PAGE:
Japan Geoscience Union Meeting 2018

Presentation information

[EE] Oral

H (Human Geosciences) » H-DS Disaster geosciences

[H-DS08] Natural hazards impacts on the society, economics and technological systems

Wed. May 23, 2018 9:00 AM - 10:30 AM 301A (3F International Conference Hall, Makuhari Messe)

convener:ELENA PETROVA(Lomonosov Moscow State University, Faculty of Geography), Hajime Matsushima(Research Faculty of Agriculture, Hokkaido University), Vivek Shandas, Chairperson:Petrova Elena, Matsushima Hajime

10:00 AM - 10:15 AM

[HDS08-04] Natural hazards recorded in the Fuji Five Lakes: earthquake shaking, typhoon induced flooding and volcanic eruptions

*Aurelia Dominique Hubert-Ferrari1, Laura Lamair1, Shinya Yamamoto2, Osamu Fujiwara3, Yusuke Yokoyama4, Stephen Obrachta5, Yosuke Miyairu4, Atsunori Nakamura3, Marc De Batist6, Vanessa M.A Heyvaert7, QuakeRecNankai Team6 (1.University of Liege, Department of Geography, Liege Belgium, 2.Mount Fuji Research Institute, Yamanashi Prefectural Government, Yamanashi, Japan, 3.National Institute of Advanced Industrial Science and Technology (AIST), Tsukuba, Japan, 4.University of Tokyo, Atmosphere and Ocean Research Institute, Chiba, Japan, 5.Akita University, 6.Ghent University, Department of Geology, Ghent, Belgium, 7.Geological Survey of Belgium, Royal Belgian Institute of Natural Sciences, Brussels, Belgium)

Keywords:Earthquake, Mt Fuji

The 2014-2018 QuakeRecNankai project (acronym for "Paleo-tsunami and earthquake records of ruptures along the Nankai Trough, offshore South-Central Japan") funded by the Belgium Sciences Policy Office focuses on the Fuji Five Lake area (central Japan) with the aim of a better understanding of the spatial and temporal recurrence of natural disasters. The region is susceptible to be impacted by natural hazards such as earthquake shaking, typhoon-induced floods and volcanic eruptions. The study location for natural hazard disaster is highly relevant since Mt. Fuji and the Fuji Five Lakes were recognized as a world heritage site in 2013 with about 300 000 tourists visiting the area every year.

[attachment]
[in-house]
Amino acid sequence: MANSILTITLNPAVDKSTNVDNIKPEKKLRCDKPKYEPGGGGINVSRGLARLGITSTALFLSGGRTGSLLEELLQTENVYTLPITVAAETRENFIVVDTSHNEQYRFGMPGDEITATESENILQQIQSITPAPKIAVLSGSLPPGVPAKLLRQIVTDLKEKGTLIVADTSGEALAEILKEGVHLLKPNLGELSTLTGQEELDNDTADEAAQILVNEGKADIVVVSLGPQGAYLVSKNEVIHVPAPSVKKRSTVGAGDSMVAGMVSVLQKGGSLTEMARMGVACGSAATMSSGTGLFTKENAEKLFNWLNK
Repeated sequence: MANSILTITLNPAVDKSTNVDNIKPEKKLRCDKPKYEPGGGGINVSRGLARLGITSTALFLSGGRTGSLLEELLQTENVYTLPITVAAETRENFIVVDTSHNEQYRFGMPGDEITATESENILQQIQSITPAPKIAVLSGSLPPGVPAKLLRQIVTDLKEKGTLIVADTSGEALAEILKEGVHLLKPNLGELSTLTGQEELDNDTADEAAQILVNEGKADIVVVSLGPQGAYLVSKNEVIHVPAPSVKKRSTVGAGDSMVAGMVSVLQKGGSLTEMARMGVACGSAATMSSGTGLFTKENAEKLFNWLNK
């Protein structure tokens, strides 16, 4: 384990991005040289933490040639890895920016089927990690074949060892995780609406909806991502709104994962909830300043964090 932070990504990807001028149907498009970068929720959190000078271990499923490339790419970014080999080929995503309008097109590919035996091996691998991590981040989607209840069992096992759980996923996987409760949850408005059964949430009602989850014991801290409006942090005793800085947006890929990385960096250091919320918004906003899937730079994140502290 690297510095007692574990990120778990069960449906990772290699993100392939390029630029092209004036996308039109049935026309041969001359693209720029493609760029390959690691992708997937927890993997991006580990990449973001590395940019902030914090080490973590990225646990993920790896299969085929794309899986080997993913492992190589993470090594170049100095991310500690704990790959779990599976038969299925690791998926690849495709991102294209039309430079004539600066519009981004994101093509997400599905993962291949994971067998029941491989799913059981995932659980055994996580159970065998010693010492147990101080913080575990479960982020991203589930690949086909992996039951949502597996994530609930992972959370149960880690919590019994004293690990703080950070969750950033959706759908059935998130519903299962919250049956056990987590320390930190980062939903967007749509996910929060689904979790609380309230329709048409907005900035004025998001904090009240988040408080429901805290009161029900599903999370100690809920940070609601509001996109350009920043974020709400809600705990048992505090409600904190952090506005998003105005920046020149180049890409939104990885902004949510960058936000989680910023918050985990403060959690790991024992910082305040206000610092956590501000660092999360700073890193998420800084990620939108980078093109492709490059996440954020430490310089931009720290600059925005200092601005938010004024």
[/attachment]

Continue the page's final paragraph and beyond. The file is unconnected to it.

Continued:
Within the framework of the project, the lacustrine sediments from Lake Motosu, Lake Sai and Lake Yamanaka were investigated and used to reconstruct the natural hazard history of the region. In the sedimentary infill of Lake Motosu, mass-transport deposits and turbidites triggered by earthquakes were recorded. Over the last ca. 6000 years, the mean recurrence time of seismic event triggering turbidites in Lake Motosu is 184±8 years.
A comparison between the age of the turbidites and historical and paleoseismological records suggest that earthquake shaking impacting the Fuji Five Lakes area can be attributed mostly to large magnitude earthquakes occurring along the Sagami trench or along the Nankai-Suruga Subduction Zone. The two most recent earthquakes occurring along these subduction zones (i.e., the 1944 Showa Tonankai and the 1923 Kanto earthquakes) were recorded.
By contrast with the sedimentary record of Lake Motosu, the lacustrine sediments collected in Lake Sai are a good archive for flood events. Detrital layers associated with the debris flow triggered by the 1966 Typhoon Ida (189 killed people, 3.9 millions yens damages) were identified, as well as other flood events associated with extreme precipitation events.
Regarding volcanic eruptions, Lake Yamanaka and its catchment were repeatedly impacted by scoria fall-out due to their proximity to the Mt. Fuji volcano and the westerly wind direction . The last eruption (Hoei, A.D. 1707) strongly affected the lacustrine sedimentation and has a long-term effect on the catchment and on the lake, due to the sealing of the underlying sediments by the thick scoria layer.

The geolimnology study of the Fuji Five Lakes gave us a better comprehension of the long-term recurrence of natural hazards affecting the region as well as their effects on the environment.